The switch to renewable energy will help cut CO2 emissions, but it will put a significant burden on the grid. New grid-scale storage initiatives may be the best viable solution to this problem.
Unlike fossil-fuel-fired power plants, the most common types of renewable energy cannot dynamically change production to meet demand. Even in areas with strong renewable energy generation, supply is insufficient to meet demand. As renewables grow more common, the appearance of “duck curves” may become an issue in the majority of the country.
The widespread use of clean energy, for example, has resulted in the establishment of an unconventional net load curve.
At certain seasons of the year, this load curve drops down dramatically between midmorning and midafternoon before sharply cranking up till around peak demand hours in the evening. Volatility in net load can place a strain on grid infrastructure.
Grid management may be able to address these concerns with renewables by adopting long-duration ESS. Grid operators can increase grid capacity by combining massive batteries or CAES technology. Different energy storage systems will probably be necessary as the world transitions away from fossil fuel energy.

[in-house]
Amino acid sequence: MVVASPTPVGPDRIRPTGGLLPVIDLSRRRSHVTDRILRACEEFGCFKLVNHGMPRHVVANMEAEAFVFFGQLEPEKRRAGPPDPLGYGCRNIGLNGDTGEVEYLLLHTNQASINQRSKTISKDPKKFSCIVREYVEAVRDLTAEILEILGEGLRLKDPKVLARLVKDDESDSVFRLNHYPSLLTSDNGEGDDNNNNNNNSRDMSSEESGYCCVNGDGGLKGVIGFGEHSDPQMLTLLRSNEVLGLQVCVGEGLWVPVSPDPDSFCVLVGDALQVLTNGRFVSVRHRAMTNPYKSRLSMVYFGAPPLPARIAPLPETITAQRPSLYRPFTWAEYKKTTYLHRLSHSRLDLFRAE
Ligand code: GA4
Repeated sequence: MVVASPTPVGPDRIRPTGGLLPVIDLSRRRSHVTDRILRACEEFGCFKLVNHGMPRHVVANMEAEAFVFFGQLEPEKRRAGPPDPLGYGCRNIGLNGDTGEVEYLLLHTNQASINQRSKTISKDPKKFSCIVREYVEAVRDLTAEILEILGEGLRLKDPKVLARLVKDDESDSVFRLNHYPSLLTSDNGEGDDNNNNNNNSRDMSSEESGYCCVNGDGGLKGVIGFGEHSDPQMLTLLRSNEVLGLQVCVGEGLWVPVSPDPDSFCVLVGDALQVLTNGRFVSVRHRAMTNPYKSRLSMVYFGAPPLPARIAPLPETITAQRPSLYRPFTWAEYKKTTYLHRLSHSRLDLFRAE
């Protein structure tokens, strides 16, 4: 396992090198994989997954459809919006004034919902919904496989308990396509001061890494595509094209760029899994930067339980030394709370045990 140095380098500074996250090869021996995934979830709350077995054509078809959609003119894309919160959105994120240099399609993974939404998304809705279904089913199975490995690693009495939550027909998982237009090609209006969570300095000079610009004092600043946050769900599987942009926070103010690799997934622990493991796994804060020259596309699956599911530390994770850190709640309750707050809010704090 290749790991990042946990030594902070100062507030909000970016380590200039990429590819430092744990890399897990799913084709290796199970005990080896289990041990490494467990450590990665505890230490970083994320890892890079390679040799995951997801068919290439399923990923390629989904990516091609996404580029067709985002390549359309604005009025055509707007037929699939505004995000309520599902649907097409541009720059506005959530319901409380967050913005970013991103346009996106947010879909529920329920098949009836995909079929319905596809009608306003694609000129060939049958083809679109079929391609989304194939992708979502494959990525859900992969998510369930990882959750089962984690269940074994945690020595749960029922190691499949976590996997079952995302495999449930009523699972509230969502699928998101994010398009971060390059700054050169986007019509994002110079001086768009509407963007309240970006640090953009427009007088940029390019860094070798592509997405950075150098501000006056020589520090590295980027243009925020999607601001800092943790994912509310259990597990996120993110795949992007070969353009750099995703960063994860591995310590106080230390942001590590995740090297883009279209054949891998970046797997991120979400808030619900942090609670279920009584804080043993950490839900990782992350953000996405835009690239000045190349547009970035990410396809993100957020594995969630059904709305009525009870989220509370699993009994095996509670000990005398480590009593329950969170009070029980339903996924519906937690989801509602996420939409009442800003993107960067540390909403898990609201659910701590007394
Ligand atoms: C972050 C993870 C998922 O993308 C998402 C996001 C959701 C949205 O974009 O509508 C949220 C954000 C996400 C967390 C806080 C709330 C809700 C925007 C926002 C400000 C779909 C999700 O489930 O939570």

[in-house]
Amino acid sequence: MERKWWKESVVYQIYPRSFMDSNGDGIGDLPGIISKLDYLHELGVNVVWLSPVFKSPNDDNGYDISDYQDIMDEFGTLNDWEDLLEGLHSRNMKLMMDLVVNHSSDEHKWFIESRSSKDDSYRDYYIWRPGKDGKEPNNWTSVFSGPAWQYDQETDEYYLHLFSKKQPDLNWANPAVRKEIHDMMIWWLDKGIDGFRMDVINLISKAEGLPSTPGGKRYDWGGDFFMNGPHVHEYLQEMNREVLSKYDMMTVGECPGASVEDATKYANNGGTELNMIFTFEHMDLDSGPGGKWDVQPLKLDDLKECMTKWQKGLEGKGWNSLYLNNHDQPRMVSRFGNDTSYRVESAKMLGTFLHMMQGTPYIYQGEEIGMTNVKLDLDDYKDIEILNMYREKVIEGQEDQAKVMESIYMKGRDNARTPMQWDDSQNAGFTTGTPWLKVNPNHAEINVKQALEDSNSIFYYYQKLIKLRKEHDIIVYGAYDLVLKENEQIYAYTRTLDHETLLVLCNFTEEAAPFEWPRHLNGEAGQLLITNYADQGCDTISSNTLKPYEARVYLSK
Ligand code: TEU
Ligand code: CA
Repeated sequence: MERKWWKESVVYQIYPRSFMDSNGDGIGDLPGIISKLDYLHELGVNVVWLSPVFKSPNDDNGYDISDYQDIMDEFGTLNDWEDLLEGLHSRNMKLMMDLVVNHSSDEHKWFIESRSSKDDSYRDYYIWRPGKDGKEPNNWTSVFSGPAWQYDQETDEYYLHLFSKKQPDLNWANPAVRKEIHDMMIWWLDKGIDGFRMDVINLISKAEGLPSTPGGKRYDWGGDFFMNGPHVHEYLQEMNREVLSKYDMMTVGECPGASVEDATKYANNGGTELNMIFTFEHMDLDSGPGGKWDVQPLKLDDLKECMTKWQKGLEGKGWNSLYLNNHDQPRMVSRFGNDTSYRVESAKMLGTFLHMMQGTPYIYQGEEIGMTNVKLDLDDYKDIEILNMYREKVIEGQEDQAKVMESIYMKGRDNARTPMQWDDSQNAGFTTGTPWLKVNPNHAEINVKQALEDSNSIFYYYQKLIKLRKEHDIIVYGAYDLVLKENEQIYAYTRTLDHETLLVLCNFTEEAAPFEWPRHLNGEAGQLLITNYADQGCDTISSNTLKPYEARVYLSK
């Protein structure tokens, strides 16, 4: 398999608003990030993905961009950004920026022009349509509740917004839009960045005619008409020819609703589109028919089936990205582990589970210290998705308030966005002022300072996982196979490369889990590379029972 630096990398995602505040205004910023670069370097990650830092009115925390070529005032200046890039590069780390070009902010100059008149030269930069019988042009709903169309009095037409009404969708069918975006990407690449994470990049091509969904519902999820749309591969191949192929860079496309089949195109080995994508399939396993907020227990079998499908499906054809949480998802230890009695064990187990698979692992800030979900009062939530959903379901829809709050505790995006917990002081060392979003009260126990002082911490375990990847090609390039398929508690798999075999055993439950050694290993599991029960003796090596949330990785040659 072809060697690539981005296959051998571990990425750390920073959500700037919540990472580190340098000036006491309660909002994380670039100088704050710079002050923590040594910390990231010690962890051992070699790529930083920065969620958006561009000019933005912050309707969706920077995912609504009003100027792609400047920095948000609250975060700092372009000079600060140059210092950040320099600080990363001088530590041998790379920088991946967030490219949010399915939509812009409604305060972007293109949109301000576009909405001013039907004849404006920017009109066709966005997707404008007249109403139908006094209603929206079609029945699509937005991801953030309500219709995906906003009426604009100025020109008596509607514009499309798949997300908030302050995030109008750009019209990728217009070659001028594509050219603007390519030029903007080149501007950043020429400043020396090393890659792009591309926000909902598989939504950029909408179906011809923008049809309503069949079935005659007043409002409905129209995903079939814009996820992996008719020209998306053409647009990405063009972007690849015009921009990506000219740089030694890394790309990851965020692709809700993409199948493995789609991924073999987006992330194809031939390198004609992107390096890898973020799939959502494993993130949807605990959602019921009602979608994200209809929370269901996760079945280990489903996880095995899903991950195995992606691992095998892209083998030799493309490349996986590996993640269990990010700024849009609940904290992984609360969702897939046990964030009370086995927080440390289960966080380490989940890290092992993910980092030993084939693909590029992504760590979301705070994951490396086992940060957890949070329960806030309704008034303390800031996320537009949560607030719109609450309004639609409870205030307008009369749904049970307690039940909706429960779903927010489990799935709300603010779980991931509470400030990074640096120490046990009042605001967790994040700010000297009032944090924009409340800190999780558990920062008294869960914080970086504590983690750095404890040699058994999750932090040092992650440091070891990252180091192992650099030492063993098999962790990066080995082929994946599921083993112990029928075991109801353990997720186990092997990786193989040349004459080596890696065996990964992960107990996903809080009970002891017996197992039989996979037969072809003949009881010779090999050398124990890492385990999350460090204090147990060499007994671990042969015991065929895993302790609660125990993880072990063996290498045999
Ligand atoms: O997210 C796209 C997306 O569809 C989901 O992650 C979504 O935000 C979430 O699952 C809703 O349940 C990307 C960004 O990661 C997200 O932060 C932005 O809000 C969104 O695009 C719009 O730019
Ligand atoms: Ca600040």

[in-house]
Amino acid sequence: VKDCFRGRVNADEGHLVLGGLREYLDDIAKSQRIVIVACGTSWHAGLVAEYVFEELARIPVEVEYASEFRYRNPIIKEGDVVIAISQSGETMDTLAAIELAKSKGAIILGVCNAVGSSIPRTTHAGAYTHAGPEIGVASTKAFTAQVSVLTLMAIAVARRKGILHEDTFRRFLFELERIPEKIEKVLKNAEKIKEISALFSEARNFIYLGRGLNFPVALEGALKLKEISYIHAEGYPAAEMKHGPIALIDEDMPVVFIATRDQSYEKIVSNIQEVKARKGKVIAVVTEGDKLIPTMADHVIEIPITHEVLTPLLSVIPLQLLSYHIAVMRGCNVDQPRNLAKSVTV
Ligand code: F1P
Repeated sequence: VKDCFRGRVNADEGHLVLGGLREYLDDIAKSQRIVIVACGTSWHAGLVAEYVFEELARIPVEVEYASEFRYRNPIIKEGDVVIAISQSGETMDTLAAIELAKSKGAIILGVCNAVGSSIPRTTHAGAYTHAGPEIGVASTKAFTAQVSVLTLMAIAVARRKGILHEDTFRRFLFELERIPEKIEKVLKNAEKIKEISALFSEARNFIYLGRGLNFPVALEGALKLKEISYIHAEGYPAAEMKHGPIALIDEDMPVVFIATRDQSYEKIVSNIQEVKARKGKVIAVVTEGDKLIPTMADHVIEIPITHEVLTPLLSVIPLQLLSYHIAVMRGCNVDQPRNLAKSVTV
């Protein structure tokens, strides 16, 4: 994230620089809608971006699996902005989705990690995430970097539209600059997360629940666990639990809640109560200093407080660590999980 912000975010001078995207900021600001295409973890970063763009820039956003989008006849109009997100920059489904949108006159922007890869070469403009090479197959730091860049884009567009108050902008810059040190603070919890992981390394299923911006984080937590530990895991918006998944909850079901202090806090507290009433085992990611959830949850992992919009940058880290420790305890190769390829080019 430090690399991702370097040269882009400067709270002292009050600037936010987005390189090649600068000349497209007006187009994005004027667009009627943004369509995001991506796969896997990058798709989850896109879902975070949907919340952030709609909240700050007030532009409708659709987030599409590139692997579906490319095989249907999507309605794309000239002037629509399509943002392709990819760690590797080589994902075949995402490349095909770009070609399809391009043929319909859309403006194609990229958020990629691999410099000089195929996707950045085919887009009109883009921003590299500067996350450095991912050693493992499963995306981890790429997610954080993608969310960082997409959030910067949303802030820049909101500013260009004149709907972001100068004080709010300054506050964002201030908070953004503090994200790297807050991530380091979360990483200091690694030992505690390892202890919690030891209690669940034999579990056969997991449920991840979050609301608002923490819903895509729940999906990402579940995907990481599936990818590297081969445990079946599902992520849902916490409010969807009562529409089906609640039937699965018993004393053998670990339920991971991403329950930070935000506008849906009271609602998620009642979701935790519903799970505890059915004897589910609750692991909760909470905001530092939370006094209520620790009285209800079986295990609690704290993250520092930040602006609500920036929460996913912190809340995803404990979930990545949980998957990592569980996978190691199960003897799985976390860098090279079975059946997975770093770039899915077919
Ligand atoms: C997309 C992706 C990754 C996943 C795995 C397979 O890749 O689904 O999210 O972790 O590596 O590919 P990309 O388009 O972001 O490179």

Many large producers are also on the cutting edge of emerging technologies that have the potential to improve long-duration ESS or enable new approaches. Honeywell disclosed the development of a new flow power pack for long-duration ESS last year. It has the capability of storing and releasing electricity for up to 12 hours.
Government measures may also aid in the long-term development of ESS. The Department of Energy has won $1.16 billion in funding for its Long Duration Storage Shot initiative. Within the next decade, this project aims to reduce the cost of energy storage systems by 90% for installations lasting 10 hours or more.
In addition to enormous, centralized energy storage systems, grid operators are experimenting with decentralized energy storage. However, the infrastructure is insufficient and can only support a limited number of power facilities.